Mycoplasma exploits mammalian tunneling nanotubes for cell-to-cell dissemination

Bong Woo Kim, Jae Seon Lee, Young-Gyu Ko

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1 Citation (Scopus)


Using tunneling nanotubes (TNTs), various pathological molecules and viruses disseminate to adjacent cells intercellularly. Here, we show that the intracellular invasion of Mycoplasma hyorhinis induces the formation of actin- and tubulin-based TNTs in various mammalian cell lines. M. hyorhinis was found in TNTs generated by M. hyorhinis infection in NIH3T3 cells. Because mycoplasma-free recipient cells received mycoplasmas from M. hyorhinis-infected donor cells in a mixed co-culture system and not a spatially separated co-culture system, direct cell-to-cell contact via TNTs was necessary for the intracellular dissemination of M. hyorhinis. The activity of Rac1, which is a small GTP binding protein, was increased by the intracellular invasion of M. hyorhinis, and its pharmacological and genetic inhibition prevented M. hyorhinis infection-induced TNT generation in NIH3T3 cells. The pharmacological and genetic inhibition of Rac1 also reduced the cell-to-cell dissemination of M. hyorhinis. Based on these data, we conclude that intracellular invasion of M. hyorhinis induces the formation of TNTs, which are used for the cell-to-cell dissemination of M. hyorhinis.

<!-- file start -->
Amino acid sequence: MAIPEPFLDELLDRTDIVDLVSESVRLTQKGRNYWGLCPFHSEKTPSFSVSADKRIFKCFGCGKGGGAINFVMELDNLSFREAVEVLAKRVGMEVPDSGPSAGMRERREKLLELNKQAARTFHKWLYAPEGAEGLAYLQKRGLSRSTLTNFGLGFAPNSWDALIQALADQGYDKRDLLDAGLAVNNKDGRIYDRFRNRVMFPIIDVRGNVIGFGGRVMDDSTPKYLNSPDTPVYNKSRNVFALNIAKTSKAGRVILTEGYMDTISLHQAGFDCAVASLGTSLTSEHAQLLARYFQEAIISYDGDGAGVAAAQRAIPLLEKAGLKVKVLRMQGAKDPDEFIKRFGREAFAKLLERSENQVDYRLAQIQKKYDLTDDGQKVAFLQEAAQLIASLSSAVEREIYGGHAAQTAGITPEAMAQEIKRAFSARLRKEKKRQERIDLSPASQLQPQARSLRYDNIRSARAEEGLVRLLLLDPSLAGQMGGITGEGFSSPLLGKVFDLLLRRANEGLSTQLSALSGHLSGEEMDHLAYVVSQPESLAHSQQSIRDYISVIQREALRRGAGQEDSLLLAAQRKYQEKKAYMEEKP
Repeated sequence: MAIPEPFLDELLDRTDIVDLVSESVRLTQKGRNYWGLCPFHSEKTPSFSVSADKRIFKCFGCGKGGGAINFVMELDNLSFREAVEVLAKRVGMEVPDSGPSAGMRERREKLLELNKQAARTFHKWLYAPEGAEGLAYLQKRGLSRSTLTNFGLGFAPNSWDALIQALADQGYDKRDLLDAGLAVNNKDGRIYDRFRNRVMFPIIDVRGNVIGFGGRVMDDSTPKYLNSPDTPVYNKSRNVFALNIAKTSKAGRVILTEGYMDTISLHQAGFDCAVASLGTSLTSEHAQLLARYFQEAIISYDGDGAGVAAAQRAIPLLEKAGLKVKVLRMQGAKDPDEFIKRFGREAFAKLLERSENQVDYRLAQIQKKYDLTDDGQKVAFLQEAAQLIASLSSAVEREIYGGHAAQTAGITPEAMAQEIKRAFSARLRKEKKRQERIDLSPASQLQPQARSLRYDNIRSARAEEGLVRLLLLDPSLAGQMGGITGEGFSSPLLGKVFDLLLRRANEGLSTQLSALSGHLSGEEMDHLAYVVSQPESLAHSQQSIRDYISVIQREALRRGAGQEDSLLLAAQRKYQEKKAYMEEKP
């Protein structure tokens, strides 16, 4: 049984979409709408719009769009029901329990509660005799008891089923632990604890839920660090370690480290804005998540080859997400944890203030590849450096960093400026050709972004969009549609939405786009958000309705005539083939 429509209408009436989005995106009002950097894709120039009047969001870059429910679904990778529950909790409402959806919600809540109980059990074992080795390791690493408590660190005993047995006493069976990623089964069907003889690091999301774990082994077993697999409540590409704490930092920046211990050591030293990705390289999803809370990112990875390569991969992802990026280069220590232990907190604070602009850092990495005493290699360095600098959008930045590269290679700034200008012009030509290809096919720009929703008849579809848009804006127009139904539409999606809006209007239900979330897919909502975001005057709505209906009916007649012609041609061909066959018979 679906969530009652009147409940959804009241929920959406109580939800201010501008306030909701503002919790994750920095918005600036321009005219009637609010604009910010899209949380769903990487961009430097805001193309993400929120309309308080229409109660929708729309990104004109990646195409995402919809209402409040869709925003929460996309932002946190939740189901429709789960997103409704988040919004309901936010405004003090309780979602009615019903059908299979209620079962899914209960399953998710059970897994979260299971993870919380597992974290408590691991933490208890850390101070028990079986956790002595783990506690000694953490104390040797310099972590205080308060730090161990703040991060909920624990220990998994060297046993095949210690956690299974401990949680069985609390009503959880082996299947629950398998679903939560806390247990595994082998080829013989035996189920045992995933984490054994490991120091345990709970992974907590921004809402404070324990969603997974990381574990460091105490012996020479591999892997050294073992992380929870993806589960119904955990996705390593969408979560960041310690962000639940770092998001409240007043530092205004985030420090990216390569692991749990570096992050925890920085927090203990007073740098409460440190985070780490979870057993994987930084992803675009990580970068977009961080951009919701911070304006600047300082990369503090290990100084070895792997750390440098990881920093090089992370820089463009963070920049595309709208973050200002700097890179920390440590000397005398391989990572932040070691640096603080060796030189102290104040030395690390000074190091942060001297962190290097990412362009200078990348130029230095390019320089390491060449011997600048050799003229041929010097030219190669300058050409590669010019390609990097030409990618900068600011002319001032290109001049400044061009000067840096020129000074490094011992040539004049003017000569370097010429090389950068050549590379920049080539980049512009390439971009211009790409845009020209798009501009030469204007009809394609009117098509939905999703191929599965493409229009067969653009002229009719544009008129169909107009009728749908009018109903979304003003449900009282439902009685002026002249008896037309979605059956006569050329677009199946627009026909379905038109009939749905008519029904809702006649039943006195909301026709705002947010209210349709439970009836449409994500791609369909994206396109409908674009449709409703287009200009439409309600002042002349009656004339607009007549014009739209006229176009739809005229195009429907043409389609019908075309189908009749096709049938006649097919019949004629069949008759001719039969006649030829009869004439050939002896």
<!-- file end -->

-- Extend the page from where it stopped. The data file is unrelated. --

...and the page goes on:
Original languageEnglish
Pages (from-to)490-495
Number of pages6
JournalBMB reports
Issue number8
Publication statusPublished - 2019 Jan 1



  • Fibroblast
  • Mycoplasma
  • Rac1
  • Tunneling nanotube

ASJC Scopus subject areas

  • Biochemistry
  • Molecular Biology

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